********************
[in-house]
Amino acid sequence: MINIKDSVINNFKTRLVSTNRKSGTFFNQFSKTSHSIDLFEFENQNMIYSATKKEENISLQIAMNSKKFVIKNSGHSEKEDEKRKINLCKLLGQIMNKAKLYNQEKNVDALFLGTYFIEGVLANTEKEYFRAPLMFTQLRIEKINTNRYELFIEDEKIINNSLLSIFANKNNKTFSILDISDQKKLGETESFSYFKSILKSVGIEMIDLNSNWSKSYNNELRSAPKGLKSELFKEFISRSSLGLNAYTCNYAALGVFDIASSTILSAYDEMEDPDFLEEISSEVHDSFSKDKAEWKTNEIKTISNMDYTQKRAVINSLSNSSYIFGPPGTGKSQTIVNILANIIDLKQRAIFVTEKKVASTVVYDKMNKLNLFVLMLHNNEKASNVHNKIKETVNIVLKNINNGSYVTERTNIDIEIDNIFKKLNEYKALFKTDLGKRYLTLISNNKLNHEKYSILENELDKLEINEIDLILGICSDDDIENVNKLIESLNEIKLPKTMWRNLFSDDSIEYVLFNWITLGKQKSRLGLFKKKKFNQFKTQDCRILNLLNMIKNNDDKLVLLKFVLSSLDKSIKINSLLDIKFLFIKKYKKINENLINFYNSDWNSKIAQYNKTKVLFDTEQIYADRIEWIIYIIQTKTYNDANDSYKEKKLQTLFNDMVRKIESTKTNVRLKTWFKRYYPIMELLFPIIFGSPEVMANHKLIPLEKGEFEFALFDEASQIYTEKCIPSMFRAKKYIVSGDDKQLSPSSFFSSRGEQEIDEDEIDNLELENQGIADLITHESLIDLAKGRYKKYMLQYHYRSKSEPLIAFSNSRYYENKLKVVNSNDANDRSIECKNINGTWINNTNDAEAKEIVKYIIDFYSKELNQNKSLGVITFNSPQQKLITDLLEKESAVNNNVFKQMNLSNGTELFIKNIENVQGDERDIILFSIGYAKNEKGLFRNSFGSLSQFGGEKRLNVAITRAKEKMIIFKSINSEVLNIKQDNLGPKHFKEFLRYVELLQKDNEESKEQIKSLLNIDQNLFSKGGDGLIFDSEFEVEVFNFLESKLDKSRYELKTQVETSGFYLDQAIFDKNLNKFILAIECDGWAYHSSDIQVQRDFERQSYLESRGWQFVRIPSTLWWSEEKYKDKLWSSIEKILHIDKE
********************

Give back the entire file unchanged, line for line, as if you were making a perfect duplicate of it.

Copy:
[in-house]
Amino acid sequence: MINIKDSVINNFKTRLVSTNRKSGTFFNQFSKTSHSIDLFEFENQNMIYSATKKEENISLQIAMNSKKFVIKNSGHSEKEDEKRKINLCKLLGQIMNKAKLYNQEKNVDALFLGTYFIEGVLANTEKEYFRAPLMFTQLRIEKINTNRYELFIEDEKIINNSLLSIFANKNNKTFSILDISDQKKLGETESFSYFKSILKSVGIEMIDLNSNWSKSYNNELRSAPKGLKSELFKEFISRSSLGLNAYTCNYAALGVFDIASSTILSAYDEMEDPDFLEEISSEVHDSFSKDKAEWKTNEIKTISNMDYTQKRAVINSLSNSSYIFGPPGTGKSQTIVNILANIIDLKQRAIFVTEKKVASTVVYDKMNKLNLFVLMLHNNEKASNVHNKIKETVNIVLKNINNGSYVTERTNIDIEIDNIFKKLNEYKALFKTDLGKRYLTLISNNKLNHEKYSILENELDKLEINEIDLILGICSDDDIENVNKLIESLNEIKLPKTMWRNLFSDDSIEYVLFNWITLGKQKSRLGLFKKKKFNQFKTQDCRILNLLNMIKNNDDKLVLLKFVLSSLDKSIKINSLLDIKFLFIKKYKKINENLINFYNSDWNSKIAQYNKTKVLFDTEQIYADRIEWIIYIIQTKTYNDANDSYKEKKLQTLFNDMVRKIESTKTNVRLKTWFKRYYPIMELLFPIIFGSPEVMANHKLIPLEKGEFEFALFDEASQIYTEKCIPSMFRAKKYIVSGDDKQLSPSSFFSSRGEQEIDEDEIDNLELENQGIADLITHESLIDLAKGRYKKYMLQYHYRSKSEPLIAFSNSRYYENKLKVVNSNDANDRSIECKNINGTWINNTNDAEAKEIVKYIIDFYSKELNQNKSLGVITFNSPQQKLITDLLEKESAVNNNVFKQMNLSNGTELFIKNIENVQGDERDIILFSIGYAKNEKGLFRNSFGSLSQFGGEKRLNVAITRAKEKMIIFKSINSEVLNIKQDNLGPKHFKEFLRYVELLQKDNEESKEQIKSLLNIDQNLFSKGGDGLIFDSEFEVEVFNFLESKLDKSRYELKTQVETSGFYLDQAIFDKNLNKFILAIECDGWAYHSSDIQVQRDFERQSYLESRGWQFVRIPSTLWWSEEKYKDKLWSSIEKILHIDKE